Let’s talk about flex
Recently Daisy Chain founder and owner Louise Deverell-Smith attended the Let’s Talk About Flex event in Manchester, run by Anna Whitehouse (AKA Mother Pukka). Here she joined a panel of experts, including Anna Wilthew from the Equality and Human Rights Commission and Helen Frankland, Associate Solicitor in the Human Resources/Employment team at law firm Slater Heelis, to give advice on flexible working. It was a brilliant event, and the best part was meeting the wonderful mums who shared their experiences and gave us some serious food for thought. In fact, we were so inspired that we just had to share our thoughts with you!
The first thing that struck us was the diversity of people who came. We met with teachers, PR managers, TV researchers, town planners (to name a few)… all highly qualified, highly experienced, motivated and professional people, who also happen to be mothers. However, despite the wide range of professions these women had, their workplace struggles were depressingly similar. From childcare costs and hours that are incompatible with childcare, to being undervalued or even demoted after maternity leave, these are stories we hear all too often. And when you meet the people behind the stories, they really pack a punch.
Childcare makes it too expensive to work
This is something that came up time and time again. The cost of childcare means that sometimes it is literally too expensive to work. And it’s not just pre-school fees, the cost of wrap-around childcare can also mount up. This isn’t new information, but when you meet mums who really want to work, who have loads to offer and would obviously be an asset to any company who employed them – it brings home just how ridiculous and unfair the situation is.
We know there is no simple solution. Government policy, rising cost of living and entrenched 9-to-5 attitudes are just some of the factors that have created the perfect storm of childcare-cost-hell. But many of the mums believe that some flexibility would help them manage the school run, or could mean they weren’t penalised if their kids got sick. A little bit of freedom would go a long, long way!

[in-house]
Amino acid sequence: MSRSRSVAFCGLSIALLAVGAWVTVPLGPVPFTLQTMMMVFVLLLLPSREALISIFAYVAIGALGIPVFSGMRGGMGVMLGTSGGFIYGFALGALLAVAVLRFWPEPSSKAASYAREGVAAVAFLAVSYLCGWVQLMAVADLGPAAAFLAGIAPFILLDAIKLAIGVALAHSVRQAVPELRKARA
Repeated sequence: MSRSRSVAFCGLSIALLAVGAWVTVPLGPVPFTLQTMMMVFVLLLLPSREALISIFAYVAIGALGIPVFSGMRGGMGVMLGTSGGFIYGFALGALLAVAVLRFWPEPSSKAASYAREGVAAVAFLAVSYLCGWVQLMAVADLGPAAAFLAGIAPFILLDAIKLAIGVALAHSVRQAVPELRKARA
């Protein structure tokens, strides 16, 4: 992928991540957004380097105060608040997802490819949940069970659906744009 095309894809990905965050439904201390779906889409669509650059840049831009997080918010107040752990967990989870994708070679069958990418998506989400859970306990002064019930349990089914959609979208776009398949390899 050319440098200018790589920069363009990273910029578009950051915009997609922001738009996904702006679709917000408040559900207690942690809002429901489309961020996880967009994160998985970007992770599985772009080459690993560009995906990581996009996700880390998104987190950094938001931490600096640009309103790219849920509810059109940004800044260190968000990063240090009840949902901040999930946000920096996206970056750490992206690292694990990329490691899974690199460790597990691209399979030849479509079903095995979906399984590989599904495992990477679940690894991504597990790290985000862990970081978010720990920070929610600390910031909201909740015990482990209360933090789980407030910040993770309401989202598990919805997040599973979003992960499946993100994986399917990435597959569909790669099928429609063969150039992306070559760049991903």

We’re not asking for the earth!
One mum said “I don’t want much. I just want to be able to work and to do it well.” Most parents take pride in their work and will give it their best. But when they are working hours that are incompatible with family life, they risk burning out. “I felt I wasn’t being my best. I was being a rubbish mum, a rubbish wife, and I wasn’t my best at work,” was one woman’s experience after returning to work full time after maternity leave. Changing her hours so she was able to have one day a week at home with her family made all the difference.
A happy worker is a productive worker
We heard a lot of anecdotes from mums who, once they got better working arrangements were much more productive and focused. In fact, some even felt that they were better employees than before they had children! On the other hand, when you have tired, disgruntled and resentful people who are unhappy at work, they are likely to up sticks and take their talents elsewhere, or (sadly) just give up altogether.
We also understand that many companies want to be more flexible, but they might need the right support, which is why campaigns like the EHRC’s Working Forward are so important! Getting the employers onboard is key to all of this.
A problem shared is a problem halved
Being a parent can be an isolating experience at the best of times. But when you are facing problems at work, spiralling childcare costs and maybe feeling disillusioned and demotivated, the effects can be crushing. Creating a space where parents who are facing similar issues can share their experiences, and just talk to each other is really important. You feel less alone. There are others out there going through similar things. They get it, they understand – and (like freedom) a little bit of empathy can go a long way.
So thank you to Team Mother Pukka for putting on these events! And thank you to all the mums who sat and nattered with us, you’ve given us even more motivation to keep on pushing for flexible work!
If you want to find out more about the EHRC Working Forward campaign, visit https://www.equalityhumanrights.com/en/pregnancy-and-maternity-workplace/working-forward